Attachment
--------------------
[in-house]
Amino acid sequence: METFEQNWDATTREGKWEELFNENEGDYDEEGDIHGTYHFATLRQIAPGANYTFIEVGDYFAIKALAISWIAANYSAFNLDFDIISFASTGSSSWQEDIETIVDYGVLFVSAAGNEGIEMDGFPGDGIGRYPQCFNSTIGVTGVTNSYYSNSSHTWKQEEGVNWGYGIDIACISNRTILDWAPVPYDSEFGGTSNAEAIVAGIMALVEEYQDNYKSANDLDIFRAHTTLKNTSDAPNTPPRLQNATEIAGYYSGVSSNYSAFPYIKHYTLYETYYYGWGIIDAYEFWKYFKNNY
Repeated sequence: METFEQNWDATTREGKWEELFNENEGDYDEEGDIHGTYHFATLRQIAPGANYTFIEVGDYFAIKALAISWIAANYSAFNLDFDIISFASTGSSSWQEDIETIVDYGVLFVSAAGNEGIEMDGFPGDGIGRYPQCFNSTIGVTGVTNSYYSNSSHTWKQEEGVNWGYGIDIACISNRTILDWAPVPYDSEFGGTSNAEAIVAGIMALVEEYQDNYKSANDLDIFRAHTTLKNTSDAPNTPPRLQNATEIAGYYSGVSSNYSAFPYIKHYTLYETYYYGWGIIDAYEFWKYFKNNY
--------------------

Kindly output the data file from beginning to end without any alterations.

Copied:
[in-house]
Amino acid sequence: METFEQNWDATTREGKWEELFNENEGDYDEEGDIHGTYHFATLRQIAPGANYTFIEVGDYFAIKALAISWIAANYSAFNLDFDIISFASTGSSSWQEDIETIVDYGVLFVSAAGNEGIEMDGFPGDGIGRYPQCFNSTIGVTGVTNSYYSNSSHTWKQEEGVNWGYGIDIACISNRTILDWAPVPYDSEFGGTSNAEAIVAGIMALVEEYQDNYKSANDLDIFRAHTTLKNTSDAPNTPPRLQNATEIAGYYSGVSSNYSAFPYIKHYTLYETYYYGWGIIDAYEFWKYFKNNY
Repeated sequence: METFEQNWDATTREGKWEELFNENEGDYDEEGDIHGTYHFATLRQIAPGANYTFIEVGDYFAIKALAISWIAANYSAFNLDFDIISFASTGSSSWQEDIETIVDYGVLFVSAAGNEGIEMDGFPGDGIGRYPQCFNSTIGVTGVTNSYYSNSSHTWKQEEGVNWGYGIDIACISNRTILDWAPVPYDSEFGGTSNAEAIVAGIMALVEEYQDNYKSANDLDIFRAHTTLKNTSDAPNTPPRLQNATEIAGYYSGVSSNYSAFPYIKHYTLYETYYYGWGIIDAYEFWKYFKNNY